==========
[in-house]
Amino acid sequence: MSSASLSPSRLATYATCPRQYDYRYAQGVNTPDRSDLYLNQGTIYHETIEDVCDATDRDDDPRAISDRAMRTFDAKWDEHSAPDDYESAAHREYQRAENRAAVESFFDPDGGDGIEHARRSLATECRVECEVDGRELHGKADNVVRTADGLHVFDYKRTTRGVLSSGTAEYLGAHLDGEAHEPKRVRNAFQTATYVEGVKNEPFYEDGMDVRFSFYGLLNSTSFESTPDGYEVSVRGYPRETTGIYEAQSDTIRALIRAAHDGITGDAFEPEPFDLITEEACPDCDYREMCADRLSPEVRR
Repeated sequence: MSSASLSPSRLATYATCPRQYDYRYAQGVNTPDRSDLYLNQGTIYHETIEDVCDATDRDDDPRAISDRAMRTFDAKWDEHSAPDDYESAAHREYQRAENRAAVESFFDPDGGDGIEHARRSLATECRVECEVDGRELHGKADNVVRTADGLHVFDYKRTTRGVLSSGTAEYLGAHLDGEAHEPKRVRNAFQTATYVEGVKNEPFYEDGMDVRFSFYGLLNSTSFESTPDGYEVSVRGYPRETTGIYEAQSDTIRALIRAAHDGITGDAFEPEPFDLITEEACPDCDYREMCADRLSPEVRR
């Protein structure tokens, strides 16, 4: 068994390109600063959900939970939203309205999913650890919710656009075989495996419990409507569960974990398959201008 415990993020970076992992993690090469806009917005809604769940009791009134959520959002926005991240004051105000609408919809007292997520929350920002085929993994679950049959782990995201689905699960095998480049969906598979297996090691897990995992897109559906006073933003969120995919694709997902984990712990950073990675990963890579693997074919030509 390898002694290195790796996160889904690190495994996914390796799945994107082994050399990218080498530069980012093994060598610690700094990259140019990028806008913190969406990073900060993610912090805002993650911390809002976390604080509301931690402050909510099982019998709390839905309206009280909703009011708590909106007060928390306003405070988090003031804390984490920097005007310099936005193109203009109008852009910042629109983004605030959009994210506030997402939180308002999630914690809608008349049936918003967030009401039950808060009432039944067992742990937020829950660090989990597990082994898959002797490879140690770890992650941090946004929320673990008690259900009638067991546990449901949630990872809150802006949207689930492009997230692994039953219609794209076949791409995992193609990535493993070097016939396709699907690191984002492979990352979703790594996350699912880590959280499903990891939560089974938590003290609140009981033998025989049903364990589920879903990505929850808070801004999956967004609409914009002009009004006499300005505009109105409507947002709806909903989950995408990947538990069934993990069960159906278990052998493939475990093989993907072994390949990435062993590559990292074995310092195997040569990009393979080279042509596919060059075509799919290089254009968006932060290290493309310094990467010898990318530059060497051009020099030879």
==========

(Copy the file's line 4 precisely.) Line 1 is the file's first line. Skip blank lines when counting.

């Protein structure tokens, strides 16, 4: 068994390109600063959900939970939203309205999913650890919710656009075989495996419990409507569960974990398959201008 415990993020970076992992993690090469806009917005809604769940009791009134959520959002926005991240004051105000609408919809007292997520929350920002085929993994679950049959782990995201689905699960095998480049969906598979297996090691897990995992897109559906006073933003969120995919694709997902984990712990950073990675990963890579693997074919030509 390898002694290195790796996160889904690190495994996914390796799945994107082994050399990218080498530069980012093994060598610690700094990259140019990028806008913190969406990073900060993610912090805002993650911390809002976390604080509301931690402050909510099982019998709390839905309206009280909703009011708590909106007060928390306003405070988090003031804390984490920097005007310099936005193109203009109008852009910042629109983004605030959009994210506030997402939180308002999630914690809608008349049936918003967030009401039950808060009432039944067992742990937020829950660090989990597990082994898959002797490879140690770890992650941090946004929320673990008690259900009638067991546990449901949630990872809150802006949207689930492009997230692994039953219609794209076949791409995992193609990535493993070097016939396709699907690191984002492979990352979703790594996350699912880590959280499903990891939560089974938590003290609140009981033998025989049903364990589920879903990505929850808070801004999956967004609409914009002009009004006499300005505009109105409507947002709806909903989950995408990947538990069934993990069960159906278990052998493939475990093989993907072994390949990435062993590559990292074995310092195997040569990009393979080279042509596919060059075509799919290089254009968006932060290290493309310094990467010898990318530059060497051009020099030879």